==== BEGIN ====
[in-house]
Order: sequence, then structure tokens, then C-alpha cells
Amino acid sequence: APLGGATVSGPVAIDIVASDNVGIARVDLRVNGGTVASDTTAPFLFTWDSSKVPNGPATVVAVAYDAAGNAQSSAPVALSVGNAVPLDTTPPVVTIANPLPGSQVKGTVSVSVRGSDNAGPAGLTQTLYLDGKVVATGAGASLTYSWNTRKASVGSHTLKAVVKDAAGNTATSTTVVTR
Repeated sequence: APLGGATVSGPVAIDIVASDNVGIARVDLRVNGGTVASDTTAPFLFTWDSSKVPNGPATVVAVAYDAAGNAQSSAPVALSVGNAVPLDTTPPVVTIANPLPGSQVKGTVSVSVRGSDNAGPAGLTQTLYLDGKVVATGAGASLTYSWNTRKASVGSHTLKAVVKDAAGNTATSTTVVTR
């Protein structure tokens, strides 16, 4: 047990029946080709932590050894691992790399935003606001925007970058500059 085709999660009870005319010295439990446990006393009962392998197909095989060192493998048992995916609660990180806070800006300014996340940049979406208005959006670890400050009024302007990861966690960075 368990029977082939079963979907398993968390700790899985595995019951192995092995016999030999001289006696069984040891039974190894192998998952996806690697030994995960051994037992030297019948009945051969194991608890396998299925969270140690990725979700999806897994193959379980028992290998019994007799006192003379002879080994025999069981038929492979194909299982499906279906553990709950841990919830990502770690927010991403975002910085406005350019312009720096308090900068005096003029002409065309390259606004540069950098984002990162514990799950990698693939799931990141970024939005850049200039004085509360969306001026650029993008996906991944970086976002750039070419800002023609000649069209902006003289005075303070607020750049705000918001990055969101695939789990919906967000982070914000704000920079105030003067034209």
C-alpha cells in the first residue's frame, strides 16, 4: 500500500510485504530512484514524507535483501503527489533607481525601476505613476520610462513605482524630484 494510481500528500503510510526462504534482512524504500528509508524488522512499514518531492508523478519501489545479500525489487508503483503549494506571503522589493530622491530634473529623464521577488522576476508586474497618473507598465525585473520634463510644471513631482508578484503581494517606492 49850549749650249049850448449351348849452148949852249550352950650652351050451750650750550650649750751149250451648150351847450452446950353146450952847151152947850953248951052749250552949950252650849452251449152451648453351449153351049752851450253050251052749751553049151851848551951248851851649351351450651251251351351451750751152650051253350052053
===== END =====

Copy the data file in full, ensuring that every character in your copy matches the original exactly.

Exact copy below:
[in-house]
Order: sequence, then structure tokens, then C-alpha cells
Amino acid sequence: APLGGATVSGPVAIDIVASDNVGIARVDLRVNGGTVASDTTAPFLFTWDSSKVPNGPATVVAVAYDAAGNAQSSAPVALSVGNAVPLDTTPPVVTIANPLPGSQVKGTVSVSVRGSDNAGPAGLTQTLYLDGKVVATGAGASLTYSWNTRKASVGSHTLKAVVKDAAGNTATSTTVVTR
Repeated sequence: APLGGATVSGPVAIDIVASDNVGIARVDLRVNGGTVASDTTAPFLFTWDSSKVPNGPATVVAVAYDAAGNAQSSAPVALSVGNAVPLDTTPPVVTIANPLPGSQVKGTVSVSVRGSDNAGPAGLTQTLYLDGKVVATGAGASLTYSWNTRKASVGSHTLKAVVKDAAGNTATSTTVVTR
């Protein structure tokens, strides 16, 4: 047990029946080709932590050894691992790399935003606001925007970058500059 085709999660009870005319010295439990446990006393009962392998197909095989060192493998048992995916609660990180806070800006300014996340940049979406208005959006670890400050009024302007990861966690960075 368990029977082939079963979907398993968390700790899985595995019951192995092995016999030999001289006696069984040891039974190894192998998952996806690697030994995960051994037992030297019948009945051969194991608890396998299925969270140690990725979700999806897994193959379980028992290998019994007799006192003379002879080994025999069981038929492979194909299982499906279906553990709950841990919830990502770690927010991403975002910085406005350019312009720096308090900068005096003029002409065309390259606004540069950098984002990162514990799950990698693939799931990141970024939005850049200039004085509360969306001026650029993008996906991944970086976002750039070419800002023609000649069209902006003289005075303070607020750049705000918001990055969101695939789990919906967000982070914000704000920079105030003067034209």
C-alpha cells in the first residue's frame, strides 16, 4: 500500500510485504530512484514524507535483501503527489533607481525601476505613476520610462513605482524630484 494510481500528500503510510526462504534482512524504500528509508524488522512499514518531492508523478519501489545479500525489487508503483503549494506571503522589493530622491530634473529623464521577488522576476508586474497618473507598465525585473520634463510644471513631482508578484503581494517606492 49850549749650249049850448449351348849452148949852249550352950650652351050451750650750550650649750751149250451648150351847450452446950353146450952847151152947850953248951052749250552949950252650849452251449152451648453351449153351049752851450253050251052749751553049151851848551951248851851649351351450651251251351351451750751152650051253350052053